• What is the role of testing and types of testing.


Jeni’s Ice Cream for the yummy treats. They are based out of Columbus, Ohio and have shops in many great places, including Atlanta.

We compiled notes from the conversation and links to resources mentioned.

Next Month

Our April meeting will be held at 1pm ET on Wednesday, April 8th (RSVP here) and you can help us pick the book we'll read by voting in this quick survey. We'll announce the selection by the end of the day Friday!

Welcome The Newest Member Of Our Team: Kaeti Hinck

INN's news applications and technology team has been growing steadily over the past few months to allow us to better serve our members.

june2013kaetismallToday we're very pleased to announce another addition to the team, our new Design Director, Kaeti Hinck.

Kaeti joins INN from MinnPost where she was most recently Director of News Technology. In that role she managed MinnPost's web development and strategic digital projects

In 2011, she successfully led a redesign and platform migration for, which launched as one of the first responsive news sites in the country.

She also created MinnPost's data team, leading news application design and interactive reporting. All of MinnPost's data projects are open source and available for other journalism organizations to use and learn from:

Before joining MinnPost, Kaeti spent time as a magazine editor, video producer, graphic designer, and photojournalist. Much of her work has been focused on visual journalism, design, and making things for the web.

At INN she will be responsible for improving the design of our current products (including our Largo WordPress platform) and will work with the rest of the news applications and technology team to develop interactive features and news apps to support our members' editorial work.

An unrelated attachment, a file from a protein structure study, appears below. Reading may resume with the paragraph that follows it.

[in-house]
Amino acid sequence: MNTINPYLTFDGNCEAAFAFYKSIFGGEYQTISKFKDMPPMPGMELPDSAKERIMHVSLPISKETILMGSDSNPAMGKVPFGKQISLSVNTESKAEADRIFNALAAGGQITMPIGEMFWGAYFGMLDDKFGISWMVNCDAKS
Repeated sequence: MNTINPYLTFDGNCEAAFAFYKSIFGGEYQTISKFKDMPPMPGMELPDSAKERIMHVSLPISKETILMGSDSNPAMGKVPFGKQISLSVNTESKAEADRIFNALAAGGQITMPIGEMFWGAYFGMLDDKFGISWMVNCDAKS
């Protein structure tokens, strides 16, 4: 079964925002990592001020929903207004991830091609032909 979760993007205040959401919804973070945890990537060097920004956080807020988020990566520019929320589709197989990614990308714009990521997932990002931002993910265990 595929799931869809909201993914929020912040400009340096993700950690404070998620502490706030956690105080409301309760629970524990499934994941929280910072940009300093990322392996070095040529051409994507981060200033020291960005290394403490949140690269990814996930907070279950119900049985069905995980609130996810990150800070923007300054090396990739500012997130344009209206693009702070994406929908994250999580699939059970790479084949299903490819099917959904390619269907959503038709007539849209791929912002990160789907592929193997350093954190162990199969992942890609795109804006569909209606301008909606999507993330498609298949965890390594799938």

Kaeti also brings a lot of strength in building team culture, process and design thinking and we're excited to get to work with her on tackling the thorniest problems facing nonprofit news organizations.

Kaeti's first day at INN will be September 22 and she'll be with us in Chicago next week for the Online News Association Conference. Please make her feel welcome!

Come Learn With Us! Announcing The News Nerd Book Club

On Web TypographyINN encourages you to Always Be Learning.

To make sure we’re being responsible and accountable professional news nerds, today we're announcing a new monthly book club.

What we’re proposing is pretty simple — let’s read a book each month and then get together to talk about it.

We'll likely focus on books about design, development, team workflow and dynamics (especially remote/distributed teams), but we’re open to suggestions for other topics (we have a hackpad here to collect future book suggestions).

Since we also value learning and building in public we also want to open the book club up to anyone who wants to participate, not just our team and not just INN members. We’re hoping this will also be a way to get to know other people interested in or doing the kind of work we do.

Since we're a remote team we'll likely meet via Google Hangout, at least initially (although if we happen to be in the same city we may meet in person and let others join via hangout).

For September, the first book we'll read will be "On Web Typography" by Jason Santa Maria. You can find out more about the book and purchase it here.

Our team is planning to be in Chicago for the Online News Association Conference (Sept. 25-27) so we're having our first meeting in real life there on Thursday, September 25 at 5:30 CT a short walk from the conference at Dollop Coffee and Tea (345 E Ohio St, Chicago, IL 60611). We'll also work out a way for people to join virtually and will send out details closer to the date.

Please RSVP if you plan to attend so we have a rough count.

As part of that meeting we also plan to have a book exchange so if you're going to be at ONA and have old books sitting around you'd like to swap, plan to bring them along.

Get updates by following @newsnerdbooks on Twitter and we hope to see you in Chicago!